State of the art

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The recording and assessment of the diversity of soil organisms, more specifically soil invertebrates, has made great progress in recent years, for example at the European level within the EU FP7 project “EcoFinders” (Griffiths et al., 2016).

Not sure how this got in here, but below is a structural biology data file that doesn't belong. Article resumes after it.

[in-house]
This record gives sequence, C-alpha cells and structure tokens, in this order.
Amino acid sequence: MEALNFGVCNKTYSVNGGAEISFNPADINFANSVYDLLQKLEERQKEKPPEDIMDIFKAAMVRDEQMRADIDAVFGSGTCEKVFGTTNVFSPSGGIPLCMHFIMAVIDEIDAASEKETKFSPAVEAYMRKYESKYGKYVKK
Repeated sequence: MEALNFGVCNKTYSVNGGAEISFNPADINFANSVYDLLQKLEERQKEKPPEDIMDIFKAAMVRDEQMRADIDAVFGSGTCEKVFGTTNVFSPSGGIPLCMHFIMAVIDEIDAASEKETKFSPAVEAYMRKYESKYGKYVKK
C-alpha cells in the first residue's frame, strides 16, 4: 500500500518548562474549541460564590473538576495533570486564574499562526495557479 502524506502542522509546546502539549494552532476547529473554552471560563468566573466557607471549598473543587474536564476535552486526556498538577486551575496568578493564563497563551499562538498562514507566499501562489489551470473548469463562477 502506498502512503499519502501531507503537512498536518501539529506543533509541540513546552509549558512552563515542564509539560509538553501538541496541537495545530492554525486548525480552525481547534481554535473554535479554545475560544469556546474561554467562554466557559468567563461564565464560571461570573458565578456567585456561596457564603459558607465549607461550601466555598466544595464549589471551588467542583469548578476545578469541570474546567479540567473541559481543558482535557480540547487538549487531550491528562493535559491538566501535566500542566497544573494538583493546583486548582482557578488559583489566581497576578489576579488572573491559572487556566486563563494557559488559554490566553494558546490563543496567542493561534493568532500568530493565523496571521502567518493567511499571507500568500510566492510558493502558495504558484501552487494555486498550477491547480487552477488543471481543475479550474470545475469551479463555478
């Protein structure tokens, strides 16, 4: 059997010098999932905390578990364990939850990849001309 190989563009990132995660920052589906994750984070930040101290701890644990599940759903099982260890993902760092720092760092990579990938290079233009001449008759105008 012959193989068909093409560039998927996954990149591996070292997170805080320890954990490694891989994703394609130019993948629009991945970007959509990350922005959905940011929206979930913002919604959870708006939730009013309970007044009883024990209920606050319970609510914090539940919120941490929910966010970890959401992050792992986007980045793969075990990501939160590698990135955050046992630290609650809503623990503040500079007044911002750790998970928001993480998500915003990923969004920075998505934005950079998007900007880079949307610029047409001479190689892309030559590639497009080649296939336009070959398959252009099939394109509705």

This has highlighted the major impact of these organisms in providing soil ecological functions (e.g., maintaining soil structure or nutrient cycling). It should be emphasized that not only “key species” (e.g., the deep-digging earthworm species Lumbricus terrestris), but also the interaction of many, often inconspicuous invertebrate species (together with microorganisms not worked on in this project) are responsible for these functions (Creamer et al., 2016). In Germany, knowledge about soil organisms has also increased significantly in recent years primarily thanks to scientific studies (e.g., (Römbke et al., 2012)).